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Arch Gynecol Obstet. 2019 Mar 28. doi: 10.1007/s00404-019-05121-z. [Epub ahead of print]

Utero-ovarian preservation and overall survival of young women with early-stage borderline ovarian tumors.

Author information

1
Division of Gynecologic Oncology, Department of Obstetrics and Gynecology, Los Angeles County Medical Center, University of Southern California, 2020 Zonal Avenue, IRD520, Los Angeles, CA, 90033, USA.
2
Division of Maternal-Fetal Medicine, Department of Obstetrics and Gynecology, University of Southern California, Los Angeles, CA, USA.
3
Norris Comprehensive Cancer Center, University of Southern California, Los Angeles, CA, USA.
4
Division of Gynecologic Oncology, Department of Obstetrics and Gynecology, Los Angeles County Medical Center, University of Southern California, 2020 Zonal Avenue, IRD520, Los Angeles, CA, 90033, USA. koji.matsuo@med.usc.edu.
5
Norris Comprehensive Cancer Center, University of Southern California, Los Angeles, CA, USA. koji.matsuo@med.usc.edu.

Abstract

PURPOSE:

To examine survival of women who had uterine and ovarian preservation during surgical treatment for early-stage borderline ovarian tumors (BOTs).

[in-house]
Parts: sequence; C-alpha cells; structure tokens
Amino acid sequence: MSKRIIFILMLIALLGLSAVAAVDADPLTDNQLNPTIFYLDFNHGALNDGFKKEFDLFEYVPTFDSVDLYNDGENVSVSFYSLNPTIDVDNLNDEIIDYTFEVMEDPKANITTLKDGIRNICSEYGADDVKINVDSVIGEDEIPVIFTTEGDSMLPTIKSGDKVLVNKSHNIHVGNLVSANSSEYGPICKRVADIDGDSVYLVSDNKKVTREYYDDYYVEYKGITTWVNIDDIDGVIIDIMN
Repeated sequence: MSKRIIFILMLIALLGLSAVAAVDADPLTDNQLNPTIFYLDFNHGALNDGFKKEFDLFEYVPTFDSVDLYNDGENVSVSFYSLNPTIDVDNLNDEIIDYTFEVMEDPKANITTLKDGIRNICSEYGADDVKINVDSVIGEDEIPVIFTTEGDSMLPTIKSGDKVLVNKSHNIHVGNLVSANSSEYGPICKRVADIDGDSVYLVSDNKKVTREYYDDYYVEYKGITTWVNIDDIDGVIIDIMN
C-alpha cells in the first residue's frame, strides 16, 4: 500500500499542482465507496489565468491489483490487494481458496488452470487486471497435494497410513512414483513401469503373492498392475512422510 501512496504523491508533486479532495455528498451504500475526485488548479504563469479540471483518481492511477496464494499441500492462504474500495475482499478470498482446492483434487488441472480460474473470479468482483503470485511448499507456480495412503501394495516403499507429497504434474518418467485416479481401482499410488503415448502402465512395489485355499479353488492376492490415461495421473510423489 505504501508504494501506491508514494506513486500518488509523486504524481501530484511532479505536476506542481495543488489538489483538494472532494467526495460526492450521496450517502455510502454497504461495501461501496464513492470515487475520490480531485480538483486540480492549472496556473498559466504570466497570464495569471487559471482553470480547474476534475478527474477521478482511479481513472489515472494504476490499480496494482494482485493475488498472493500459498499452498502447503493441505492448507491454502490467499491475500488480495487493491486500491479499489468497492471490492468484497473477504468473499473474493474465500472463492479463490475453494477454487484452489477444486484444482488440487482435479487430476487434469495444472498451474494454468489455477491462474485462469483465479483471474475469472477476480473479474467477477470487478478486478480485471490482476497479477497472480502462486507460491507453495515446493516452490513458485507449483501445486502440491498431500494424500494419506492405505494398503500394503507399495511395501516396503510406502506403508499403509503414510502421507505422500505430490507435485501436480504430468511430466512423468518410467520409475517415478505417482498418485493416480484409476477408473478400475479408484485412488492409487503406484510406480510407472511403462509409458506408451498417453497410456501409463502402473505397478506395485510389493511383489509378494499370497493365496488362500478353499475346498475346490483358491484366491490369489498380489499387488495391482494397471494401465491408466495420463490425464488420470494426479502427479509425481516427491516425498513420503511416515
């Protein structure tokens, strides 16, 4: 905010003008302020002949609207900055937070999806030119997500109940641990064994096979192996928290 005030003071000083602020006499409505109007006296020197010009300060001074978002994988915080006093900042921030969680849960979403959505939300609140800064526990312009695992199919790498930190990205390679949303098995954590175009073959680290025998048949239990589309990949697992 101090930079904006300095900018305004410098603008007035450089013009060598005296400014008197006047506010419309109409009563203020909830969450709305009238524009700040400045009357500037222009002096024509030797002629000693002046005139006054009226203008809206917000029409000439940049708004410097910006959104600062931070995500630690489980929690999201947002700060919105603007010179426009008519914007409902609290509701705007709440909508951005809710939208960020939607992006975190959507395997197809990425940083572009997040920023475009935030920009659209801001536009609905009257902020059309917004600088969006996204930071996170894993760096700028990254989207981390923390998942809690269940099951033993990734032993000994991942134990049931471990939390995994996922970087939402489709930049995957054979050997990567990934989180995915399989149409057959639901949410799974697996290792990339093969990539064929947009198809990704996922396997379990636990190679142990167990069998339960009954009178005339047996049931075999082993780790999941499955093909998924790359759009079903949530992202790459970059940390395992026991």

METHODS:

The Surveillance, Epidemiology, and End Results Program was used to identify women aged < 50 years with stage I BOTs who underwent ovarian conservation at surgical treatment between 1988 and 2003. Survival outcomes were examined based on the use of concurrent hysterectomy at surgery.

RESULTS:

Among 6379 cases of BOT, there were 1065 women who had utero-ovarian preservation at surgery, and there were 52 women who had hysterectomy with ovarian preservation alone. Women who had uterine preservation were more likely to be single and diagnosed in recent years (both, P < 0.05). On univariable analysis, women who had utero-ovarian preservation had cause-specific survival similar to those who had ovarian preservation alone without uterine preservation (10-year rates: 99.2% versus 98.1%, P = 0.42); however, overall survival was higher in the utero-ovarian preservation group compared to the hysterectomy group (95.8% versus 87.6%, P < 0.001). On multivariable analysis, utero-ovarian preservation remained an independent prognostic factor for improved overall survival (adjusted hazard ratio 0.35, 95% confidence interval 0.15-0.79, P = 0.012). Cardiovascular disease mortality was lower in the utero-ovarian preservation group compared to the hysterectomy group, but it did not reach statistical significance (20-year cumulative rate, 0.8% versus 3.0%, P = 0.29).

CONCLUSION:

Our study suggests that utero-ovarian preservation for young women with early-stage BOTs may be associated with improved overall survival compared to ovarian preservation alone without affecting BOT-related survival outcome.

KEYWORDS:

Borderline ovarian tumor; Fertility-sparing surgery; Hysterectomy; Ovarian preservation; Survival

PMID:
30923905
DOI:
10.1007/s00404-019-05121-z

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